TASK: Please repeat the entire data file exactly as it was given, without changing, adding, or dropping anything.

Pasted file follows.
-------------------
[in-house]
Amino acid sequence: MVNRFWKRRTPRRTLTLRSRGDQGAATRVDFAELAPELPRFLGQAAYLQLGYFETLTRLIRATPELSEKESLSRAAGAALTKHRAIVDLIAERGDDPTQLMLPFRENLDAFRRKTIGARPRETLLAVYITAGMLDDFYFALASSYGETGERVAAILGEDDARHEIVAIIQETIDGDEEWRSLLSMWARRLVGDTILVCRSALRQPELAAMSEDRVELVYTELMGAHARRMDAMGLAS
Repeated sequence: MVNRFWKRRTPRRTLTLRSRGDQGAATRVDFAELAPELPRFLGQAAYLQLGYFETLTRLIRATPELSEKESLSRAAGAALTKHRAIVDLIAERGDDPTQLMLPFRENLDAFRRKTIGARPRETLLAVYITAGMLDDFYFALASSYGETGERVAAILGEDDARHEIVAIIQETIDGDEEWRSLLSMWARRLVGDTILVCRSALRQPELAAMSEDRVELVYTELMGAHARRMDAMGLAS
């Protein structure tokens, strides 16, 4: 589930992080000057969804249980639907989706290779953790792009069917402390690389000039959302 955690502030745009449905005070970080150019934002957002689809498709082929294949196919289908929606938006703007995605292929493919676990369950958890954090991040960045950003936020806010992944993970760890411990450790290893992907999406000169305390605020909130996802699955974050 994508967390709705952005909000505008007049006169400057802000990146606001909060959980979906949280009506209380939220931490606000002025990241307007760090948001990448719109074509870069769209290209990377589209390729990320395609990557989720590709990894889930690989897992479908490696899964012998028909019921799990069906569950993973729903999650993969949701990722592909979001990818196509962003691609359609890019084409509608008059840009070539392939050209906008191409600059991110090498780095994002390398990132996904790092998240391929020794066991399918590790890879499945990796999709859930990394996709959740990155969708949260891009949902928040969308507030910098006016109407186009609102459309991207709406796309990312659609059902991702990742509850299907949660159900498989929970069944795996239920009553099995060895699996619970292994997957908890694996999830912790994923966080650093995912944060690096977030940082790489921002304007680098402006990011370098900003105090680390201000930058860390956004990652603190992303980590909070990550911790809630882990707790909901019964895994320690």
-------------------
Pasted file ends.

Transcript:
[in-house]
Amino acid sequence: MVNRFWKRRTPRRTLTLRSRGDQGAATRVDFAELAPELPRFLGQAAYLQLGYFETLTRLIRATPELSEKESLSRAAGAALTKHRAIVDLIAERGDDPTQLMLPFRENLDAFRRKTIGARPRETLLAVYITAGMLDDFYFALASSYGETGERVAAILGEDDARHEIVAIIQETIDGDEEWRSLLSMWARRLVGDTILVCRSALRQPELAAMSEDRVELVYTELMGAHARRMDAMGLAS
Repeated sequence: MVNRFWKRRTPRRTLTLRSRGDQGAATRVDFAELAPELPRFLGQAAYLQLGYFETLTRLIRATPELSEKESLSRAAGAALTKHRAIVDLIAERGDDPTQLMLPFRENLDAFRRKTIGARPRETLLAVYITAGMLDDFYFALASSYGETGERVAAILGEDDARHEIVAIIQETIDGDEEWRSLLSMWARRLVGDTILVCRSALRQPELAAMSEDRVELVYTELMGAHARRMDAMGLAS
């Protein structure tokens, strides 16, 4: 589930992080000057969804249980639907989706290779953790792009069917402390690389000039959302 955690502030745009449905005070970080150019934002957002689809498709082929294949196919289908929606938006703007995605292929493919676990369950958890954090991040960045950003936020806010992944993970760890411990450790290893992907999406000169305390605020909130996802699955974050 994508967390709705952005909000505008007049006169400057802000990146606001909060959980979906949280009506209380939220931490606000002025990241307007760090948001990448719109074509870069769209290209990377589209390729990320395609990557989720590709990894889930690989897992479908490696899964012998028909019921799990069906569950993973729903999650993969949701990722592909979001990818196509962003691609359609890019084409509608008059840009070539392939050209906008191409600059991110090498780095994002390398990132996904790092998240391929020794066991399918590790890879499945990796999709859930990394996709959740990155969708949260891009949902928040969308507030910098006016109407186009609102459309991207709406796309990312659609059902991702990742509850299907949660159900498989929970069944795996239920009553099995060895699996619970292994997957908890694996999830912790994923966080650093995912944060690096977030940082790489921002304007680098402006990011370098900003105090680390201000930058860390956004990652603190992303980590909070990550911790809630882990707790909901019964895994320690």